It’s been a year since new energy efficiency standards for residential water heaters went into effect. When the Department of Energy updated its National Appliance Energy Conservation Act (NAECA) requirements in 2010, manufacturers scrambled to redesign the equipment in time for the April 2015 rollout. Those changes have been felt from the top to the bottom of the distribution chain, from manufacturers to wholesalers, installers, and consumers.
The standards focused on reducing standby heat lost from the tank, and so the most visible change is in the product footprint: Many water storage tanks are about two inches wider because they have twice as much insulation. At A. O. Smith, 30-gallon, 40-gallon, and 50-gallon tanks were the ones affected, as 75- and 100-gallon tanks already met the standards, says Ralph Perez, the company’s manager for sustaining products. Its less popular 65-gallon tank was discontinued rather than upgraded.
While A. O. Smith’s 50-gallon footprint increased only slightly, the company was concerned that its 30-gallon and 40-gallon tanks would no longer fit inside the tight clearances of older installations. For those models, “We used foam insulation inside a sealed jacket that was the same dimension as the old heater, and added a fiberglass blanket that can be wrapped around the heater,” Perez says. “Because the blanket is so compressible, if there is some side clearance, it can be squeezed in there. That was enough to bump the energy efficiency up to where it needed to be.”
Bradford White also added insulation to most of its 20- to 50-gallon gas-fueled storage tanks to meet the NAECA requirements, which increased the diameter and/or height by up to two inches. “We spent roughly three years educating all facets of the industry to prepare for this change, which allowed those involved in new construction to allot additional space for the new products,” says Carl Pinto Jr., director of marketing at Bradford White. “As far as issues with tight fits in replacement gas applications, the issues have been minimal.”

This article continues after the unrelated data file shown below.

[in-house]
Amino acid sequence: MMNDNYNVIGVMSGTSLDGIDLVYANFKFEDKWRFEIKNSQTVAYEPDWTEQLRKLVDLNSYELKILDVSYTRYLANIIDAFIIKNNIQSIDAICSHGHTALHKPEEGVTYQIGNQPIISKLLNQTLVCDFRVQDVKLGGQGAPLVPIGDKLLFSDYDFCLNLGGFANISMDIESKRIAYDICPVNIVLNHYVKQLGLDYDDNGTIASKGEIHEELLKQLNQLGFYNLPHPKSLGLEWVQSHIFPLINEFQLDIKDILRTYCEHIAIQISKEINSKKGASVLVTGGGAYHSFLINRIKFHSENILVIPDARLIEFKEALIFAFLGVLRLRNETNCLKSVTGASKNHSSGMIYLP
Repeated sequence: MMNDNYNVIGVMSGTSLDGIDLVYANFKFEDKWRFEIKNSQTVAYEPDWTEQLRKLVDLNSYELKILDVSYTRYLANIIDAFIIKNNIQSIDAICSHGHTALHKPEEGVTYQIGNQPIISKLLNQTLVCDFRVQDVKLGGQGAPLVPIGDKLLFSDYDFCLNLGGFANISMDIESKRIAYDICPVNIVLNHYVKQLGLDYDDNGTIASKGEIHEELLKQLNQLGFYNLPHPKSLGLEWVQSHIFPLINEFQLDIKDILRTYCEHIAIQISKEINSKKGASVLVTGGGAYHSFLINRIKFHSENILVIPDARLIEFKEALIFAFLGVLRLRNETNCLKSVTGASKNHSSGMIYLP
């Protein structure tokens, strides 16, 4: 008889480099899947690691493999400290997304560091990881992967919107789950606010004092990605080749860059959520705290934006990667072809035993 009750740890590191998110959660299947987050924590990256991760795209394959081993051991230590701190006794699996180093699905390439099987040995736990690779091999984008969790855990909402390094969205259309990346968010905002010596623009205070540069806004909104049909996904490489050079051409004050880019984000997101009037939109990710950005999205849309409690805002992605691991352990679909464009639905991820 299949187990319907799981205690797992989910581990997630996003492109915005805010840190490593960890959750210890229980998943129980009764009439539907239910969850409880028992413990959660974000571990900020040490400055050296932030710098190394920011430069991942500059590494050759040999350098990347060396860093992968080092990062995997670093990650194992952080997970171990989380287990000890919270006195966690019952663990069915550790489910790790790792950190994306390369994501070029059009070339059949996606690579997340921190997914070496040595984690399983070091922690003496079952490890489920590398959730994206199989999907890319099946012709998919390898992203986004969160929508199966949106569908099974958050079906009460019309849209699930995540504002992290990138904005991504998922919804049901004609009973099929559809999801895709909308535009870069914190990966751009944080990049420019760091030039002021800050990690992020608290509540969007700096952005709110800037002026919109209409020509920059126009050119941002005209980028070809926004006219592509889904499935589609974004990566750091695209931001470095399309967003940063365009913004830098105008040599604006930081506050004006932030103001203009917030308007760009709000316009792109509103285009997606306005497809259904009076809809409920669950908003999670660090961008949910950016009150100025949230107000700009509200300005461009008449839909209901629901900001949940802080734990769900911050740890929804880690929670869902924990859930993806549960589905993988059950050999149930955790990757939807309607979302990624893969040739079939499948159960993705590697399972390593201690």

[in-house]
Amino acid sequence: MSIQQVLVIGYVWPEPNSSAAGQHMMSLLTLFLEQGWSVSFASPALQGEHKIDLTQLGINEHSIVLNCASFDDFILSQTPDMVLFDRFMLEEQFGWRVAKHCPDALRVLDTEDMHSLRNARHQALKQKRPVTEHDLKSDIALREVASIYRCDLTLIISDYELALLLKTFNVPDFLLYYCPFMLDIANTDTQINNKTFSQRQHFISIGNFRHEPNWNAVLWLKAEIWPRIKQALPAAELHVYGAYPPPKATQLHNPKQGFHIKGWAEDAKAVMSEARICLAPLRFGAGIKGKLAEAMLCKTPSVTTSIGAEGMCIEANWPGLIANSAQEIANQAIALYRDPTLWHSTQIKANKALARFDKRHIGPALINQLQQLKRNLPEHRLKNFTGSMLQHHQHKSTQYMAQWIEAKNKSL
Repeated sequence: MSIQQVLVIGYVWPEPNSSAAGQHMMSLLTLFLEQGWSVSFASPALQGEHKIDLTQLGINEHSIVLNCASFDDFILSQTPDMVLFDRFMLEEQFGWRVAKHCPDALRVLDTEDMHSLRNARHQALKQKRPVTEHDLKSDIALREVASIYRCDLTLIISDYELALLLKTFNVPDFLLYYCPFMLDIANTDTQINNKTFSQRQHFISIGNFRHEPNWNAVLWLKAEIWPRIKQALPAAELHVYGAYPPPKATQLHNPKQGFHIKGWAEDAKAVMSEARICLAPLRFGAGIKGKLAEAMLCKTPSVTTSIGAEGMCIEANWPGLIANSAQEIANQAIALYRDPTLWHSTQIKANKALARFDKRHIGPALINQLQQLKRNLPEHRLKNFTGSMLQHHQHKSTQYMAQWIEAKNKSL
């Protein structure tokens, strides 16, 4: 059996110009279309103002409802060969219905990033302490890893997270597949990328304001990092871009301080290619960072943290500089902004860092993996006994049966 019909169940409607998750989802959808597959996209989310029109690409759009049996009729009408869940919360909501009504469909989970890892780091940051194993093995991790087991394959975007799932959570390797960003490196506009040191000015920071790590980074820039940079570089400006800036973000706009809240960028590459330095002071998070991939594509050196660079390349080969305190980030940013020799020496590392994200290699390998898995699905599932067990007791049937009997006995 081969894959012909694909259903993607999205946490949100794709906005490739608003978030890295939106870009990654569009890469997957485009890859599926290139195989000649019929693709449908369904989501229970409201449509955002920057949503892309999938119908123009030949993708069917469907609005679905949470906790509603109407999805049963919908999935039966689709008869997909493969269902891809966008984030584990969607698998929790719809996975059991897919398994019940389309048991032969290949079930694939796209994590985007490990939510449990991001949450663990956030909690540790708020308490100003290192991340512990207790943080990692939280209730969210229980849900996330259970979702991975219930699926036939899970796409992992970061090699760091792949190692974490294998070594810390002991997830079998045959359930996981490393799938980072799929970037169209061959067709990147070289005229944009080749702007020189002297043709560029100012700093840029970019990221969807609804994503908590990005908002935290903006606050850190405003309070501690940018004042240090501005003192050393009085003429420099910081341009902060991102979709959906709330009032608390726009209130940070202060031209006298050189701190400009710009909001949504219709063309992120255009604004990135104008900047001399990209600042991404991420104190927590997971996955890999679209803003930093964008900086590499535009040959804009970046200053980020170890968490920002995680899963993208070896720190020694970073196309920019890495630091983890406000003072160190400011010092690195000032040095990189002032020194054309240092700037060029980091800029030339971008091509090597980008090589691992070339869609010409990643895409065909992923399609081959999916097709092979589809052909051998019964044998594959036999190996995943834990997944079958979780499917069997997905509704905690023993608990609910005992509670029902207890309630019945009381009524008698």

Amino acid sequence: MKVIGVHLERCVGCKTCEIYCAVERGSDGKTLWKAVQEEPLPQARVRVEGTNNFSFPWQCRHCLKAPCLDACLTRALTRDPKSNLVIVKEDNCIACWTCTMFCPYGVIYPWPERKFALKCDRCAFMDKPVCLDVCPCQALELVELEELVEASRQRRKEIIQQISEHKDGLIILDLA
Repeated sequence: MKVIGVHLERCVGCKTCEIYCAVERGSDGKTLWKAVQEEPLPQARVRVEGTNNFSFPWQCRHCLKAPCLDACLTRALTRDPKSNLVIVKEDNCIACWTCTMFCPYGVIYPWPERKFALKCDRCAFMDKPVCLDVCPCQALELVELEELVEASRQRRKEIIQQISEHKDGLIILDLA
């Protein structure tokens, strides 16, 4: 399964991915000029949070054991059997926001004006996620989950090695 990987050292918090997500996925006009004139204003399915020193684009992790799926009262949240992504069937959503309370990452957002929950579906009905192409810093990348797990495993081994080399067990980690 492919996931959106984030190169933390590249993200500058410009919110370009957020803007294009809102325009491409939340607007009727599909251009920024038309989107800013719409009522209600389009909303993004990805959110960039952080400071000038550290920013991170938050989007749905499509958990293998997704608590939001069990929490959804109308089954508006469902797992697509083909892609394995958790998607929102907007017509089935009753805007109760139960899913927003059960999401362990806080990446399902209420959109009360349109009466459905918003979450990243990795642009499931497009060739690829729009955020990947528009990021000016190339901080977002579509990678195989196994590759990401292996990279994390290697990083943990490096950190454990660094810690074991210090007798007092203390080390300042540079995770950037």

An opportunity to go tankless
Electric water heaters, by comparison, have gotten considerably larger and use heat pump technology to meet the new energy efficiency benchmark (heat pump technology has drawbacks in some applications).
That’s leading some pros and homeowners to evaluate propane tankless water heaters, which take up less space, can be hung on a wall, and deliver an endless supply of hot water, says Joe Holliday, senior director of business and product development at Rinnai America. “Because of these reasons, we have, and will continue to see, a switch to more energy efficient gas tankless water heaters,” he says.
“We spent roughly three years educating all facets of the industry to prepare for this change, which allowed those involved in new construction to allot additional space for the new products.”
Steve Allen, president of Allens Plumbing, is based on Maui, where gas appliances are almost always fueled by propane. He has been replacing a lot of 40-gallon gas water heaters with propane-fueled tankless models since the NAECA requirements went into effect. Tankless installations are up almost 100 percent, he says, because 2016 gas hot water tanks are 20 percent to 30 percent more expensive than the previous models. “The price is closer to tankless, and the energy savings and footprint of a tankless are better.”
For pros, staying current on product changes in the wake of NAECA is vital to providing customers with top-notch service. And with propane-fueled storage tank and tankless water heaters in your product palette, you’ll have the right options available for any replacement scenario.